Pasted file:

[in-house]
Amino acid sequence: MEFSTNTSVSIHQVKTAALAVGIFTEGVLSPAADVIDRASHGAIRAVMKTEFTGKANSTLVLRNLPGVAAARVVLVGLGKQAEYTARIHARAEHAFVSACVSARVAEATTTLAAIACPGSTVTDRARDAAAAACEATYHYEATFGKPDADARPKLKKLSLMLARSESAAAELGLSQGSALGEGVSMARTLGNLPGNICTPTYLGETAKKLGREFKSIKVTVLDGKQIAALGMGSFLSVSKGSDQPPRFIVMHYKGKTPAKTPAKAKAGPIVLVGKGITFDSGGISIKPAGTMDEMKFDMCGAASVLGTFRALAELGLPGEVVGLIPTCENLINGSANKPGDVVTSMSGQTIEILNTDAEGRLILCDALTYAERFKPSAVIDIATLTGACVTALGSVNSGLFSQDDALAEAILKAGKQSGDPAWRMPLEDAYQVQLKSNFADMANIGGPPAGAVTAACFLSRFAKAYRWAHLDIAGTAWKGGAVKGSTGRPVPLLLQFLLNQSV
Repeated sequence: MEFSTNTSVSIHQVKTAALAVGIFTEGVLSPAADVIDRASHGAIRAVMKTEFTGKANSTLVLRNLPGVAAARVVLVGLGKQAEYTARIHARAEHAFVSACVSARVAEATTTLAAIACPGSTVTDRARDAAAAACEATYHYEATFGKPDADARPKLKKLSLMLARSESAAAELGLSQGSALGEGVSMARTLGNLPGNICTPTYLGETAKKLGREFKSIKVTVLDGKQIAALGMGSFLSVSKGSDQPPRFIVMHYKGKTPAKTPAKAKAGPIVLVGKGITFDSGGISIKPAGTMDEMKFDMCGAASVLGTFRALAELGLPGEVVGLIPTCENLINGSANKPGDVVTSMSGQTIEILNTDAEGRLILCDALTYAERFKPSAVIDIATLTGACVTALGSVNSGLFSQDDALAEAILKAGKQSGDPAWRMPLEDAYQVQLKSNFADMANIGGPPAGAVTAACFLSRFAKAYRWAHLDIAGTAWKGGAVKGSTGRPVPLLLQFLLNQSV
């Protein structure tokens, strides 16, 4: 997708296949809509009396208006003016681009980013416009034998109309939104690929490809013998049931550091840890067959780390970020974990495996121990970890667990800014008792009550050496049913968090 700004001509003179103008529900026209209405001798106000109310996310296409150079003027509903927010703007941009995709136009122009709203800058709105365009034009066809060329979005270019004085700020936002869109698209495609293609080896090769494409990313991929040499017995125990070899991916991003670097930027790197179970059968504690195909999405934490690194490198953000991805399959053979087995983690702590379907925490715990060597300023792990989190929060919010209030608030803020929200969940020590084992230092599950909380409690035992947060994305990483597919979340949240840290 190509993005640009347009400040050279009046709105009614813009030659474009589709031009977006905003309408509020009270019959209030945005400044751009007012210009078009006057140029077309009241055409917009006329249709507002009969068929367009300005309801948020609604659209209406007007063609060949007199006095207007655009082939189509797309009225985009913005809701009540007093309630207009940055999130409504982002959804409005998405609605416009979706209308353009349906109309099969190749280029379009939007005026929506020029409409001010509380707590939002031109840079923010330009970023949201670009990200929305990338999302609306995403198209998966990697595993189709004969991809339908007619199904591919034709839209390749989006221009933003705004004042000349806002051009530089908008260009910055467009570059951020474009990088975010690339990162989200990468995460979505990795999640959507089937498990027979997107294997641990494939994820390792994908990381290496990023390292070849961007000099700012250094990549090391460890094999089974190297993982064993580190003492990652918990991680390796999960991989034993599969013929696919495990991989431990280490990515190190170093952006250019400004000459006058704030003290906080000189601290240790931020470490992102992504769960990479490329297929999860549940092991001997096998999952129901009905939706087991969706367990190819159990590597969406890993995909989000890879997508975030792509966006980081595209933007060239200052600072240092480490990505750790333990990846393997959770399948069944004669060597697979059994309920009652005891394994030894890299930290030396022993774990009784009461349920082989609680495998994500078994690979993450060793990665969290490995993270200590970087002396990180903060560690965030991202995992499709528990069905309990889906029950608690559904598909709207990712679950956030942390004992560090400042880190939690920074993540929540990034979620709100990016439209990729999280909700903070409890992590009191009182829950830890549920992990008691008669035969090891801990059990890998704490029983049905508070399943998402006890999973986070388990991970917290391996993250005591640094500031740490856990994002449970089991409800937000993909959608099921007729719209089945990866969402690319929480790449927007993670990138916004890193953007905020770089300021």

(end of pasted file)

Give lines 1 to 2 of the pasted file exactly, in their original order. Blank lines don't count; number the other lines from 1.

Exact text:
[in-house]
Amino acid sequence: MEFSTNTSVSIHQVKTAALAVGIFTEGVLSPAADVIDRASHGAIRAVMKTEFTGKANSTLVLRNLPGVAAARVVLVGLGKQAEYTARIHARAEHAFVSACVSARVAEATTTLAAIACPGSTVTDRARDAAAAACEATYHYEATFGKPDADARPKLKKLSLMLARSESAAAELGLSQGSALGEGVSMARTLGNLPGNICTPTYLGETAKKLGREFKSIKVTVLDGKQIAALGMGSFLSVSKGSDQPPRFIVMHYKGKTPAKTPAKAKAGPIVLVGKGITFDSGGISIKPAGTMDEMKFDMCGAASVLGTFRALAELGLPGEVVGLIPTCENLINGSANKPGDVVTSMSGQTIEILNTDAEGRLILCDALTYAERFKPSAVIDIATLTGACVTALGSVNSGLFSQDDALAEAILKAGKQSGDPAWRMPLEDAYQVQLKSNFADMANIGGPPAGAVTAACFLSRFAKAYRWAHLDIAGTAWKGGAVKGSTGRPVPLLLQFLLNQSV